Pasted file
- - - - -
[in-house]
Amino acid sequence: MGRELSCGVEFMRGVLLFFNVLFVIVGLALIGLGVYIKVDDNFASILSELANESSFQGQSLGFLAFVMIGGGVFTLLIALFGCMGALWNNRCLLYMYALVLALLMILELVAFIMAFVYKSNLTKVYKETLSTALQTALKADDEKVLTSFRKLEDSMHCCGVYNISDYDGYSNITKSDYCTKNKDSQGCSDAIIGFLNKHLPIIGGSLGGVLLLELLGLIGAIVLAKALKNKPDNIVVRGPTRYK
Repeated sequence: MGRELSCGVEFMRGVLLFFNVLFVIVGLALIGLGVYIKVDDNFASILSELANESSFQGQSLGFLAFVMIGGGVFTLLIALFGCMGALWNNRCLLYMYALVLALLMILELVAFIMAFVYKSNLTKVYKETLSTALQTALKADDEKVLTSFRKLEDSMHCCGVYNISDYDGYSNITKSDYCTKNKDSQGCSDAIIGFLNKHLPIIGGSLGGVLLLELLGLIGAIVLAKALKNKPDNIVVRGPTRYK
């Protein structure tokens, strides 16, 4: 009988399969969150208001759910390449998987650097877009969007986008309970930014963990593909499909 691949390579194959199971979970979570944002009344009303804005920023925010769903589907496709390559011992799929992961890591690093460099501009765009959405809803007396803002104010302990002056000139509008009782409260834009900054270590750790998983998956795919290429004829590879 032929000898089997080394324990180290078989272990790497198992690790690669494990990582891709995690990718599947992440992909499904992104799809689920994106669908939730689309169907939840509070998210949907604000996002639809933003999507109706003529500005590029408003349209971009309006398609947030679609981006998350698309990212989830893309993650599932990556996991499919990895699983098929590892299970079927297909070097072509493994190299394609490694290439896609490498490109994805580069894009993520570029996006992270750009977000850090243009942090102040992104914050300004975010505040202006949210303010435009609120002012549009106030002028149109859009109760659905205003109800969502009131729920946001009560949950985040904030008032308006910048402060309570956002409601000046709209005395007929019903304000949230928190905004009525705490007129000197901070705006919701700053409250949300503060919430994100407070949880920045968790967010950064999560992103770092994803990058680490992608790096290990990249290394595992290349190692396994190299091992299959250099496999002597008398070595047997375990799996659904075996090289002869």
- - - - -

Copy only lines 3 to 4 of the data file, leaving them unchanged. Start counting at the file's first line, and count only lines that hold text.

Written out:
Repeated sequence: MGRELSCGVEFMRGVLLFFNVLFVIVGLALIGLGVYIKVDDNFASILSELANESSFQGQSLGFLAFVMIGGGVFTLLIALFGCMGALWNNRCLLYMYALVLALLMILELVAFIMAFVYKSNLTKVYKETLSTALQTALKADDEKVLTSFRKLEDSMHCCGVYNISDYDGYSNITKSDYCTKNKDSQGCSDAIIGFLNKHLPIIGGSLGGVLLLELLGLIGAIVLAKALKNKPDNIVVRGPTRYK
């Protein structure tokens, strides 16, 4: 009988399969969150208001759910390449998987650097877009969007986008309970930014963990593909499909 691949390579194959199971979970979570944002009344009303804005920023925010769903589907496709390559011992799929992961890591690093460099501009765009959405809803007396803002104010302990002056000139509008009782409260834009900054270590750790998983998956795919290429004829590879 032929000898089997080394324990180290078989272990790497198992690790690669494990990582891709995690990718599947992440992909499904992104799809689920994106669908939730689309169907939840509070998210949907604000996002639809933003999507109706003529500005590029408003349209971009309006398609947030679609981006998350698309990212989830893309993650599932990556996991499919990895699983098929590892299970079927297909070097072509493994190299394609490694290439896609490498490109994805580069894009993520570029996006992270750009977000850090243009942090102040992104914050300004975010505040202006949210303010435009609120002012549009106030002028149109859009109760659905205003109800969502009131729920946001009560949950985040904030008032308006910048402060309570956002409601000046709209005395007929019903304000949230928190905004009525705490007129000197901070705006919701700053409250949300503060919430994100407070949880920045968790967010950064999560992103770092994803990058680490992608790096290990990249290394595992290349190692396994190299091992299959250099496999002597008398070595047997375990799996659904075996090289002869």